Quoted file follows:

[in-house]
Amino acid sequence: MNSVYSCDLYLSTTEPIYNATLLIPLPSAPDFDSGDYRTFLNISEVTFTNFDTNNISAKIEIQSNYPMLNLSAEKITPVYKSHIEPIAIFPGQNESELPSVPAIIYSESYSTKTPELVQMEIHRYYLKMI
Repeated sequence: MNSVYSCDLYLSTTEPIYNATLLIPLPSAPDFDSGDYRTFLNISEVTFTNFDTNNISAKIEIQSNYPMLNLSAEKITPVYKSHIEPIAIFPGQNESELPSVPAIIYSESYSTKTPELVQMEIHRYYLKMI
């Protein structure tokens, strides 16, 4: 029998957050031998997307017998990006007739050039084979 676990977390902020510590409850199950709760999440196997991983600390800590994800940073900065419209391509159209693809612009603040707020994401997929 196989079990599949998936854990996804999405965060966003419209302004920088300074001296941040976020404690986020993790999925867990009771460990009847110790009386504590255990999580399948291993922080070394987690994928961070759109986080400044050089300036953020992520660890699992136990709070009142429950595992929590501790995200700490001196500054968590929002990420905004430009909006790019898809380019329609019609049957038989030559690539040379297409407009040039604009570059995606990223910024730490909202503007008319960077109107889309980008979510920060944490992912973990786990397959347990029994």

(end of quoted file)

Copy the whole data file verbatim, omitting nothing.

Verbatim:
[in-house]
Amino acid sequence: MNSVYSCDLYLSTTEPIYNATLLIPLPSAPDFDSGDYRTFLNISEVTFTNFDTNNISAKIEIQSNYPMLNLSAEKITPVYKSHIEPIAIFPGQNESELPSVPAIIYSESYSTKTPELVQMEIHRYYLKMI
Repeated sequence: MNSVYSCDLYLSTTEPIYNATLLIPLPSAPDFDSGDYRTFLNISEVTFTNFDTNNISAKIEIQSNYPMLNLSAEKITPVYKSHIEPIAIFPGQNESELPSVPAIIYSESYSTKTPELVQMEIHRYYLKMI
């Protein structure tokens, strides 16, 4: 029998957050031998997307017998990006007739050039084979 676990977390902020510590409850199950709760999440196997991983600390800590994800940073900065419209391509159209693809612009603040707020994401997929 196989079990599949998936854990996804999405965060966003419209302004920088300074001296941040976020404690986020993790999925867990009771460990009847110790009386504590255990999580399948291993922080070394987690994928961070759109986080400044050089300036953020992520660890699992136990709070009142429950595992929590501790995200700490001196500054968590929002990420905004430009909006790019898809380019329609019609049957038989030559690539040379297409407009040039604009570059995606990223910024730490909202503007008319960077109107889309980008979510920060944490992912973990786990397959347990029994």